Home History Does the Cutlass Deserve Its Bad Reputation?

Does the Cutlass Deserve Its Bad Reputation?

by Enochadmin

The Vought F7U Cutlass originated with a 1945 Navy fighter competitors for a carrier-based fighter capable of fly at 600 mph and 40,000 ft. Vought Plane was identified for uncommon designs, and the futuristic-looking V-346A proposal was actually that. It will be the Navy’s first swept-wing fighter and America’s first tailless fighter to enter manufacturing. The proposal resulted in a contract for 3 XF7U-1 prototypes. 

The prototypes of the bat-like fighter first flew in 1948 and the preliminary take a look at flights had been encouraging. Powered by two Westinghouse J-34 turbojets, the airplane promised pace and distinctive maneuverability. However a litany of woes quickly dogged this system. 

Phil Lavullis introduced his data of sheet steel and restore methods to the Halfway Museum for the Cutlass restoration challenge. Right here he works on one of many airplane’s wings. (Robert Bernier)

After almost a decade of growth, in 1954 the Navy started equipping 13 squadrons with the F7U-3 model of the carrier-based jet. However the “Gutless Cutlass” proved to be accident-prone and affected by gremlins. Even with extra highly effective Westinghouse J-46 engines the massive twinjet proved woefully underpowered, particularly throughout demanding provider approaches. It acquired a foul popularity and the Navy had withdrawn it from frontline service by late 1957.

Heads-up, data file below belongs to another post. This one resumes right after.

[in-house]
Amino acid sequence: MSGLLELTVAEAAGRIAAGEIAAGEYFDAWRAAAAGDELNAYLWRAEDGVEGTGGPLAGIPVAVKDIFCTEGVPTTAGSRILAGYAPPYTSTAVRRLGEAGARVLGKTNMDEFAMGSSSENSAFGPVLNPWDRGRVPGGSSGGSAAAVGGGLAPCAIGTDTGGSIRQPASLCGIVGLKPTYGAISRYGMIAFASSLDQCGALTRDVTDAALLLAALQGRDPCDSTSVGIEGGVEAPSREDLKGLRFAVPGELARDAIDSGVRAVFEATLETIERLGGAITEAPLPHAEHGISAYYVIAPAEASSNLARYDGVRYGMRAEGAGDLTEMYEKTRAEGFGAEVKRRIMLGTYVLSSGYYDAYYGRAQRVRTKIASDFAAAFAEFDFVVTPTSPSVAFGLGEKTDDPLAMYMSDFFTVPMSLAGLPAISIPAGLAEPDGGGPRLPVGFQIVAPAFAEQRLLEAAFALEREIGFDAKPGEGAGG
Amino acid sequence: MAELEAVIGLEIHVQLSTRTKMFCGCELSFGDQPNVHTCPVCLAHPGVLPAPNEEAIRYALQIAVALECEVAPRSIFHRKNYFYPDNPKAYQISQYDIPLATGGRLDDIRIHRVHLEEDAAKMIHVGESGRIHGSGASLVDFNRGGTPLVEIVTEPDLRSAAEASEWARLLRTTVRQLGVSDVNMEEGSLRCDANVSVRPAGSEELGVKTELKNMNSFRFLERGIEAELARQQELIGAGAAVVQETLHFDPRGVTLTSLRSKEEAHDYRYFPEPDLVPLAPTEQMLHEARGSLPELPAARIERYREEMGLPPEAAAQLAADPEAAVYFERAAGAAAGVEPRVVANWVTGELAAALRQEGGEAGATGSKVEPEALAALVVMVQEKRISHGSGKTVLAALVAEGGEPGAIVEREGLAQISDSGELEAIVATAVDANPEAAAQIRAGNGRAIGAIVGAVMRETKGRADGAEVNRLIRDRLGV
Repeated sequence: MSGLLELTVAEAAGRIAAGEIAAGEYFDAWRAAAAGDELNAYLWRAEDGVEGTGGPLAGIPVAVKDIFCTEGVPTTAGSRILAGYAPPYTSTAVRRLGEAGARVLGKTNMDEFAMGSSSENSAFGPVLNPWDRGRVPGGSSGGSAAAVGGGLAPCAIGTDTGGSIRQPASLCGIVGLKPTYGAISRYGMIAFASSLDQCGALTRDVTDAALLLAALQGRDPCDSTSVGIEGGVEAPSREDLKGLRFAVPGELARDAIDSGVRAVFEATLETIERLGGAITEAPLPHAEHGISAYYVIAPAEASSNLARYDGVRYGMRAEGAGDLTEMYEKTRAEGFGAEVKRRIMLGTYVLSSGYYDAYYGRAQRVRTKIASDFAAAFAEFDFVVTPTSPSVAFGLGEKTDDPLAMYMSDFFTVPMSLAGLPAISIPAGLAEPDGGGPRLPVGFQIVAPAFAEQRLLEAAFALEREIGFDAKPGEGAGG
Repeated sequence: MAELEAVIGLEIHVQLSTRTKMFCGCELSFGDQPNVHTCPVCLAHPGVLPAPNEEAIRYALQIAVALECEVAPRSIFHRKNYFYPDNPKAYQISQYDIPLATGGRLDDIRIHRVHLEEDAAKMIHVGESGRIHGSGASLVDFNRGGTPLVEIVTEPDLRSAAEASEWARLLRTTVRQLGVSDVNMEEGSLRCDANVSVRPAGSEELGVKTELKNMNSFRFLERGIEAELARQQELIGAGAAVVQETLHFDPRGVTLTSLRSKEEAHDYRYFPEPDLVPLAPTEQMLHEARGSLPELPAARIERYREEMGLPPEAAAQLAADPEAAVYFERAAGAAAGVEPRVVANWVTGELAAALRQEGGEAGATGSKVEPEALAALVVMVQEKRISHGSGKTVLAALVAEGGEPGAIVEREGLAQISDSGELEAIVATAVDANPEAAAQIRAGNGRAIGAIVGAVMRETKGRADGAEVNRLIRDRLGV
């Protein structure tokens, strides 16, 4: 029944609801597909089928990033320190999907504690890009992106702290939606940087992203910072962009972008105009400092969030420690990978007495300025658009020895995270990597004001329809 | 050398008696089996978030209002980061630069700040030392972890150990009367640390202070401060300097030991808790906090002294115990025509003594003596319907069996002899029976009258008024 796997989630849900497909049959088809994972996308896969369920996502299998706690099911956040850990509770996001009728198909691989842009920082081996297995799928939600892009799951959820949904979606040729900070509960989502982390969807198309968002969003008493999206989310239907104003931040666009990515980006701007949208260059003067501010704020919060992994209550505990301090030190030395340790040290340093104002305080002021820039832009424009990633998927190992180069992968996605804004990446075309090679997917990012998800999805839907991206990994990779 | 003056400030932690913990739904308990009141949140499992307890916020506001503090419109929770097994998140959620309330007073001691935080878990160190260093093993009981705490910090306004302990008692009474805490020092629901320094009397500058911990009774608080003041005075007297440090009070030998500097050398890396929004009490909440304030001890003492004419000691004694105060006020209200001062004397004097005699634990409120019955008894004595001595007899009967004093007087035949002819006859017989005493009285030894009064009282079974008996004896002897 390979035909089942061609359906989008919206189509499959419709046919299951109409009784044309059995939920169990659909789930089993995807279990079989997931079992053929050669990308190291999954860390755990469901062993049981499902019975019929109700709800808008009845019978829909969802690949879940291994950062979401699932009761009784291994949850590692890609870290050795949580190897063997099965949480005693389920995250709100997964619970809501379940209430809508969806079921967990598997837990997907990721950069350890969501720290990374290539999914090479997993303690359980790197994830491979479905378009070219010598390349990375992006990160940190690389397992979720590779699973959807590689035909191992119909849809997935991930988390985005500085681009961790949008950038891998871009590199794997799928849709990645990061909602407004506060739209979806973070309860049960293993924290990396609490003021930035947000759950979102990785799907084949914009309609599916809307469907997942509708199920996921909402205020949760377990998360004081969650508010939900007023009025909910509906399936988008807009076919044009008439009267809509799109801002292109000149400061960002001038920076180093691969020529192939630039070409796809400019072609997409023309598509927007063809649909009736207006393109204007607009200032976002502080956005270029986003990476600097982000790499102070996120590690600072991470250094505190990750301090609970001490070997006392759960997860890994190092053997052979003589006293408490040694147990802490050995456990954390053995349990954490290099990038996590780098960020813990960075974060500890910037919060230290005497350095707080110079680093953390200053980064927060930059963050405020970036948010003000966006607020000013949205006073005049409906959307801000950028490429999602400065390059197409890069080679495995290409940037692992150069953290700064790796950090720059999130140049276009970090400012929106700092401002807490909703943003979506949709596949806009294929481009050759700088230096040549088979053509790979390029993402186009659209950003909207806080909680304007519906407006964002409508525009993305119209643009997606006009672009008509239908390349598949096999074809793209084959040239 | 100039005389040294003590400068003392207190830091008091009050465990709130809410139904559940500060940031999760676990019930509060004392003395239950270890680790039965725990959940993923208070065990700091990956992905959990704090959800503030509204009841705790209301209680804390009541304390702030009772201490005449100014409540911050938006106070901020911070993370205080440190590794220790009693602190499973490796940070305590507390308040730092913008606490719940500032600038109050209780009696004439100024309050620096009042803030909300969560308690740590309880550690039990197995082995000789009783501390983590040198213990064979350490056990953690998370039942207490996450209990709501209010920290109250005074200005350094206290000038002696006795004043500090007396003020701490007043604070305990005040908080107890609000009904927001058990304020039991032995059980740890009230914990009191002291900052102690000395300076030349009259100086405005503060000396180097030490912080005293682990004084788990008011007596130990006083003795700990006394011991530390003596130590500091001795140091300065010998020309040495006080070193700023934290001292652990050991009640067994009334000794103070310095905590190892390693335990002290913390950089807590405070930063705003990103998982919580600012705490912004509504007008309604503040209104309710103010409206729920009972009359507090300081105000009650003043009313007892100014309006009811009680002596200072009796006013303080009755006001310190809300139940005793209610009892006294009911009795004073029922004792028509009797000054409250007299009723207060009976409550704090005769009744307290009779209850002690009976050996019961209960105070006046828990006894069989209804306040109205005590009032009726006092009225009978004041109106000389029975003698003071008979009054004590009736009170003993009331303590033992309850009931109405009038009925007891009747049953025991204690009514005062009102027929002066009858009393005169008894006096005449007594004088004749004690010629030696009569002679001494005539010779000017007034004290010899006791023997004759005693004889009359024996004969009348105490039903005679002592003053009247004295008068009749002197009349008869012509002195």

Vought manufactured 307 F7Us, with manufacturing ending in 1955. Fewer than 10 of these airframes stay right now and one, serial quantity 129565, is at present nearing the top of a restoration at San Diego’s USS Halfway Museum. The Navy accepted this specific jet in 1953 and it final served with assault squadron VA-212 aboard the provider USS Bon Homme Richard earlier than being retired in April 1957 with solely 273 hours on the airframe. The Cutlass ended up as a gate guard at Naval Air Station Olathe, Kansas, for a number of years. The Halfway Museum retrieved it from a Vought retiree group in Texas that had been doing restoration work.

Like many child boomer youngsters, I fueled my fascination with aviation with mannequin airplanes and one my favorites was the F7U with its bulbous cover and spindly nostril gear. So, I made plans to look in on the Cutlass restoration challenge.